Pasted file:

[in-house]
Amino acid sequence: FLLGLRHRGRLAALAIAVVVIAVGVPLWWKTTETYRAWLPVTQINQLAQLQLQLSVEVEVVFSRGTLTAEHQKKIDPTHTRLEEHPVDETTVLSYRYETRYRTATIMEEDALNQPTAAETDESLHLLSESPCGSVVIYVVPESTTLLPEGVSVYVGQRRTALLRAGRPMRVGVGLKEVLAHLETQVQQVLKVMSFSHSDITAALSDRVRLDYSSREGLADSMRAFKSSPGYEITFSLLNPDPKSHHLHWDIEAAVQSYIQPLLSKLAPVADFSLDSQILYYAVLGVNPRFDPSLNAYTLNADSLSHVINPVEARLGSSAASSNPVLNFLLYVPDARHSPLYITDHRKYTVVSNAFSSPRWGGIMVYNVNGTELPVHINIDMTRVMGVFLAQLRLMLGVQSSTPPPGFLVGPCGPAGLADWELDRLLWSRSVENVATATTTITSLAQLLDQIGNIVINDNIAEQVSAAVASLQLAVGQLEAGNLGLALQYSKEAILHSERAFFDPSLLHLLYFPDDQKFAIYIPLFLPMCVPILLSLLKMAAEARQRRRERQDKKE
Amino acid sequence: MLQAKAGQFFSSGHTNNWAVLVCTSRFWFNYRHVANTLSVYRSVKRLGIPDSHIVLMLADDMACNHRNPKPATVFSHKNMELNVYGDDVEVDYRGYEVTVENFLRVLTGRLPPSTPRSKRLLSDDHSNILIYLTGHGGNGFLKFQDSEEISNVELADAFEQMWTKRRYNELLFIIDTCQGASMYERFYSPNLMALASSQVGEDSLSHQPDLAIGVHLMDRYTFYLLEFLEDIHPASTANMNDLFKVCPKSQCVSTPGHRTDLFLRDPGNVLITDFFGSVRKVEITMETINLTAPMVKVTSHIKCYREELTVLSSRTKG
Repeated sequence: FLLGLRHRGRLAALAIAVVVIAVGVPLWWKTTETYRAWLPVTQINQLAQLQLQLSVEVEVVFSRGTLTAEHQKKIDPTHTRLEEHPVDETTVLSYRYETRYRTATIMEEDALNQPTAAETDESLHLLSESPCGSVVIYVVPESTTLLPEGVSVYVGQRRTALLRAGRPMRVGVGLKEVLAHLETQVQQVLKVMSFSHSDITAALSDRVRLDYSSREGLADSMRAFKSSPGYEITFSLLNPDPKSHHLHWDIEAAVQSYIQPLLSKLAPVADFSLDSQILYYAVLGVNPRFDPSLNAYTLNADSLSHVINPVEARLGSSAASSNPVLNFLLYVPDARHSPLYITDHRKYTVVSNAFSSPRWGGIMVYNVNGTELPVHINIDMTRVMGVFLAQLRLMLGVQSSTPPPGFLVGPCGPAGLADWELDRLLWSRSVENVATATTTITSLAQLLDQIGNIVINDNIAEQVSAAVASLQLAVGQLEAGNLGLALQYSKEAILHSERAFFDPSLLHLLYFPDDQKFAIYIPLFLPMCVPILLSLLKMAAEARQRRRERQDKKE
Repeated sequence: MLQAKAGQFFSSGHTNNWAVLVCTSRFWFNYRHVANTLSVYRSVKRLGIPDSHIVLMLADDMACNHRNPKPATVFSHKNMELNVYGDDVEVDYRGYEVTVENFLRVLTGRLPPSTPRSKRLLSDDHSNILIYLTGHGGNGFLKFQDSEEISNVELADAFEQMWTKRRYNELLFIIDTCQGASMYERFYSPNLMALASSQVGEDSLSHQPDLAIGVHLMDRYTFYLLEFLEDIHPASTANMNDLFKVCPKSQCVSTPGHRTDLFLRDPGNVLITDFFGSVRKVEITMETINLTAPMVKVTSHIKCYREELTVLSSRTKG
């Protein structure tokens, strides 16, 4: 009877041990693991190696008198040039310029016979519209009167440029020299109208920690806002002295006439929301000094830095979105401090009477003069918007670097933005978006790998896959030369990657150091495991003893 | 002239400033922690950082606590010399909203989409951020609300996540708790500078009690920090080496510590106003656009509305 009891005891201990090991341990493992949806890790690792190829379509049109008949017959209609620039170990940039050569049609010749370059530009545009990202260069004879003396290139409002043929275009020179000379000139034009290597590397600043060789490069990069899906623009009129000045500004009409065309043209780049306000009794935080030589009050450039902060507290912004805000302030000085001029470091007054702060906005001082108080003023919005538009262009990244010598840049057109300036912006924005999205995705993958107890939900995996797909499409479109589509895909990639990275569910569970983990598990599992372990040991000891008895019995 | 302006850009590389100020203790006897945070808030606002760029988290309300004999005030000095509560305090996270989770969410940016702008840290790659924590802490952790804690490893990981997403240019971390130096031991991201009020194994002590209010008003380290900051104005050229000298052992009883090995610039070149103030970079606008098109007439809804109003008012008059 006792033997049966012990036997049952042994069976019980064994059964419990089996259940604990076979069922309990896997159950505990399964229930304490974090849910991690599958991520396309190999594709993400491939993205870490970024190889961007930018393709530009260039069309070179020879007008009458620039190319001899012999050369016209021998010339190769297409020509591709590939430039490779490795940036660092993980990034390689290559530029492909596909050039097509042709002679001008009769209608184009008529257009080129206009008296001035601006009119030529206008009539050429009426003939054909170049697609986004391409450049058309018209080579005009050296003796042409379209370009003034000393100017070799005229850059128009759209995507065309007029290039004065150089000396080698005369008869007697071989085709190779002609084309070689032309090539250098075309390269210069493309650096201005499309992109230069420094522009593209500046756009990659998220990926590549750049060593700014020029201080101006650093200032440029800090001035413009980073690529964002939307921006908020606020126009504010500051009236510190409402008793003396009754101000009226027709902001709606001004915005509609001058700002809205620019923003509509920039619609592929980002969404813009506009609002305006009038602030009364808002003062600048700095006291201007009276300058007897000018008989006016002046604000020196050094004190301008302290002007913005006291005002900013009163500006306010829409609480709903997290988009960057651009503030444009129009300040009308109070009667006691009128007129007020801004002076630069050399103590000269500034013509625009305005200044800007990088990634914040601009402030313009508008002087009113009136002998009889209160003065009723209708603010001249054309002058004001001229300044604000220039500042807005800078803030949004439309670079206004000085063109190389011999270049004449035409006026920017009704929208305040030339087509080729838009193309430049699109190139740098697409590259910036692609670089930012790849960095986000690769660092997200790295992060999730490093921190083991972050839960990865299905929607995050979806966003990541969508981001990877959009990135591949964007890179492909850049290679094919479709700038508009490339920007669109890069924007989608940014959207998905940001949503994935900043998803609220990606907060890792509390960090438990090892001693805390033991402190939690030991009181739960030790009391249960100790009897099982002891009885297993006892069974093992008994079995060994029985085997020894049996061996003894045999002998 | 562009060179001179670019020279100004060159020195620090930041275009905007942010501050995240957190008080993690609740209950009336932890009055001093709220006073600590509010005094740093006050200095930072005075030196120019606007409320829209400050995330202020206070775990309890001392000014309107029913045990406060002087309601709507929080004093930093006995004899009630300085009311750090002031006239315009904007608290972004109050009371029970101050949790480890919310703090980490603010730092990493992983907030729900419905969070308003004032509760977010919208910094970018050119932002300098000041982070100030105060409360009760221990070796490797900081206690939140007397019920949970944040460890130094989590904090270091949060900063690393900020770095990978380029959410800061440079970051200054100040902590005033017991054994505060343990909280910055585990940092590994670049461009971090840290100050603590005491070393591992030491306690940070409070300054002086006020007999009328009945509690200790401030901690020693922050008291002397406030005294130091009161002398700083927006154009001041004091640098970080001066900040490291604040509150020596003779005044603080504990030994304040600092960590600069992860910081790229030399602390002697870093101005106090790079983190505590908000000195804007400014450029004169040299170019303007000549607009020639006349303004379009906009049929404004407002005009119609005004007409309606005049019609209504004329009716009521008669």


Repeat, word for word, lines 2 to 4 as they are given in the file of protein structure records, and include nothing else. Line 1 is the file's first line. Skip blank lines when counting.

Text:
Amino acid sequence: FLLGLRHRGRLAALAIAVVVIAVGVPLWWKTTETYRAWLPVTQINQLAQLQLQLSVEVEVVFSRGTLTAEHQKKIDPTHTRLEEHPVDETTVLSYRYETRYRTATIMEEDALNQPTAAETDESLHLLSESPCGSVVIYVVPESTTLLPEGVSVYVGQRRTALLRAGRPMRVGVGLKEVLAHLETQVQQVLKVMSFSHSDITAALSDRVRLDYSSREGLADSMRAFKSSPGYEITFSLLNPDPKSHHLHWDIEAAVQSYIQPLLSKLAPVADFSLDSQILYYAVLGVNPRFDPSLNAYTLNADSLSHVINPVEARLGSSAASSNPVLNFLLYVPDARHSPLYITDHRKYTVVSNAFSSPRWGGIMVYNVNGTELPVHINIDMTRVMGVFLAQLRLMLGVQSSTPPPGFLVGPCGPAGLADWELDRLLWSRSVENVATATTTITSLAQLLDQIGNIVINDNIAEQVSAAVASLQLAVGQLEAGNLGLALQYSKEAILHSERAFFDPSLLHLLYFPDDQKFAIYIPLFLPMCVPILLSLLKMAAEARQRRRERQDKKE
Amino acid sequence: MLQAKAGQFFSSGHTNNWAVLVCTSRFWFNYRHVANTLSVYRSVKRLGIPDSHIVLMLADDMACNHRNPKPATVFSHKNMELNVYGDDVEVDYRGYEVTVENFLRVLTGRLPPSTPRSKRLLSDDHSNILIYLTGHGGNGFLKFQDSEEISNVELADAFEQMWTKRRYNELLFIIDTCQGASMYERFYSPNLMALASSQVGEDSLSHQPDLAIGVHLMDRYTFYLLEFLEDIHPASTANMNDLFKVCPKSQCVSTPGHRTDLFLRDPGNVLITDFFGSVRKVEITMETINLTAPMVKVTSHIKCYREELTVLSSRTKG
Repeated sequence: FLLGLRHRGRLAALAIAVVVIAVGVPLWWKTTETYRAWLPVTQINQLAQLQLQLSVEVEVVFSRGTLTAEHQKKIDPTHTRLEEHPVDETTVLSYRYETRYRTATIMEEDALNQPTAAETDESLHLLSESPCGSVVIYVVPESTTLLPEGVSVYVGQRRTALLRAGRPMRVGVGLKEVLAHLETQVQQVLKVMSFSHSDITAALSDRVRLDYSSREGLADSMRAFKSSPGYEITFSLLNPDPKSHHLHWDIEAAVQSYIQPLLSKLAPVADFSLDSQILYYAVLGVNPRFDPSLNAYTLNADSLSHVINPVEARLGSSAASSNPVLNFLLYVPDARHSPLYITDHRKYTVVSNAFSSPRWGGIMVYNVNGTELPVHINIDMTRVMGVFLAQLRLMLGVQSSTPPPGFLVGPCGPAGLADWELDRLLWSRSVENVATATTTITSLAQLLDQIGNIVINDNIAEQVSAAVASLQLAVGQLEAGNLGLALQYSKEAILHSERAFFDPSLLHLLYFPDDQKFAIYIPLFLPMCVPILLSLLKMAAEARQRRRERQDKKE